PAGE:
Navistar International Corp. said Tuesday it intends to close a truck assembly plant in Garland, Texas, by the first half of 2013 as part of its efforts to cut costs.
"Closing a facility is always difficult because of its impact on the many great people who've been part of our company," Troy Clarke, Navistar president and chief operating officer, said in a statement. "But the fact is that Navistar has too much manufacturing capacity in North America, and we must take quick action to improve our business and position the company for long-term success."
Navistar employs about 900 salaried, hourly and third-party temporary workers at the Garland facility. Production will be moved beginning in January 2013 to the company's plants in Escobedo, Mexico, and Springfield, Ohio.
The plant closure is expected to reduce Navistar's operating costs by $25 million to $35 million annually. The company's overall goal is to cut costs by $150 million to $175 million per year.
Navistar has already laid off about 800 salaried workers. The truckmaker expects those job cuts to save the company $70 million to $80 million annually.
Navistar said costs from the Garland plant closure, including buyout packages, are not expected to exceed $10 million before taxes in the fourth quarter. Next year, Navistar expects pre-tax charges ranging from $30 million to $50 million.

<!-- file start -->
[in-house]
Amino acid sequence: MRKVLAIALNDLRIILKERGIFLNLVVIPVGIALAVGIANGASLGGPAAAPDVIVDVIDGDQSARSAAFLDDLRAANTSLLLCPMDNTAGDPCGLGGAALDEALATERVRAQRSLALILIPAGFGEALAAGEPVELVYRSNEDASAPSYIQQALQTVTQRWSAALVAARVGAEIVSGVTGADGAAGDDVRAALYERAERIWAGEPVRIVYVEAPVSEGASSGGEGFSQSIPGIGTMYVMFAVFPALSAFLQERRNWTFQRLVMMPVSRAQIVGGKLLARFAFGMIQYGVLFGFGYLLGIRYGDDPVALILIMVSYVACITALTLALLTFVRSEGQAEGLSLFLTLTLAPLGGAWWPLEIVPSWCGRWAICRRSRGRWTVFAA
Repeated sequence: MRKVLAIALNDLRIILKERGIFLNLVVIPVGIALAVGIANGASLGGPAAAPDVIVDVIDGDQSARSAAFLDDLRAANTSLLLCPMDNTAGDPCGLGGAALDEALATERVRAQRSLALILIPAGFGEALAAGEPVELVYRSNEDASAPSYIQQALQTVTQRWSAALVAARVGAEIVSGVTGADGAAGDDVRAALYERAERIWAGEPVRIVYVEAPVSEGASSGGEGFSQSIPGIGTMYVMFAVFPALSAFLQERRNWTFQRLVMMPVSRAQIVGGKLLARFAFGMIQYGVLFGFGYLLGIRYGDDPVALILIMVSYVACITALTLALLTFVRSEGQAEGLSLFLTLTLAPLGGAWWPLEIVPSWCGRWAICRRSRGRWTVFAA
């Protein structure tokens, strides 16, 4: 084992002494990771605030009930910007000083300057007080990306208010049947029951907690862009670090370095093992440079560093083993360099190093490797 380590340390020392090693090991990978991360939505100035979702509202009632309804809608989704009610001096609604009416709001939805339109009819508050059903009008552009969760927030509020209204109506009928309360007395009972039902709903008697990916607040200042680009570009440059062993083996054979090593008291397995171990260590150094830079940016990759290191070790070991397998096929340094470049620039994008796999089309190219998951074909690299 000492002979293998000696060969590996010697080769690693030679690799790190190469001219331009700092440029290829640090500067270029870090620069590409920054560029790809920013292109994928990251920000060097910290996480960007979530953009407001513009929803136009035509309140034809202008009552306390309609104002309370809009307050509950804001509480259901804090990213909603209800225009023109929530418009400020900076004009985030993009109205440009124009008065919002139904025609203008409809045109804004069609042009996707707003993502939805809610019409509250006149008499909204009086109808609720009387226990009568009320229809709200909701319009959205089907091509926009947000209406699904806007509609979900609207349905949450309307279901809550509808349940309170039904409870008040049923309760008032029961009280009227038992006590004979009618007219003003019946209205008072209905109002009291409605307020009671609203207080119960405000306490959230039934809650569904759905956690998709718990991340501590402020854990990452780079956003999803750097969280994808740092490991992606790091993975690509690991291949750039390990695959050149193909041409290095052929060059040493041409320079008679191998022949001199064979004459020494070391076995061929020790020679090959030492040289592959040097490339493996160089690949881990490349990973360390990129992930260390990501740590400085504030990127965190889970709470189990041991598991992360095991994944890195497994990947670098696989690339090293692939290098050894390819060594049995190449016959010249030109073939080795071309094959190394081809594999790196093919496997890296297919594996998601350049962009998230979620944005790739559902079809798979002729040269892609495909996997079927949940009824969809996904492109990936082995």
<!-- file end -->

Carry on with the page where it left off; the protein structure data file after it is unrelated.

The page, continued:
Navistar's troubles stem from an engine technology that cost $700 million to develop since 2001 but failed to reduce levels of smog-causing nitrogen oxide enough to meet 2010 federal standards.
Last week, Navistar issued 10.7 million shares of its common stock at $18.75 per share. The cash-strapped company raised about $192 million after discounts and expenses. Navistar said it will use the proceeds for general corporate purposes.
Analysts have raised concerns about the company's cash for months. "Navistar could be forced to file bankruptcy to slash obligations and preserve cash so it can navigate over the next year through its most difficult transition ever," Vicki Bryan, a senior high-yield analyst with Gimme Credit LLC, said in a note to investors Tuesday.
To be sure, other analysts have said that the company's cash burn in the fourth quarter has been better than expected and that the shares offer alleviated cash concerns. "In our view this should largely remove the risk of bankruptcy from the shares," Stephen Volkmann, an analyst with Jefferies & Co. said in a note to investors last week.
In September, Navistar unveiled a plan that includes layoffs in the fourth quarter, potentially selling business units and working on an accelerated schedule to deliver an engine that meets federal emission standards.
The plan was announced by Lewis Campbell, who became interim chief executive in August after the sudden retirement of Dan Ustian.
Campbell said Monday at a conference in Las Vegas that he is willing to look at the possible sale of any part of the business as he tries to return the company to profitability but he is not willing to consider fire-sale prices for its assets.
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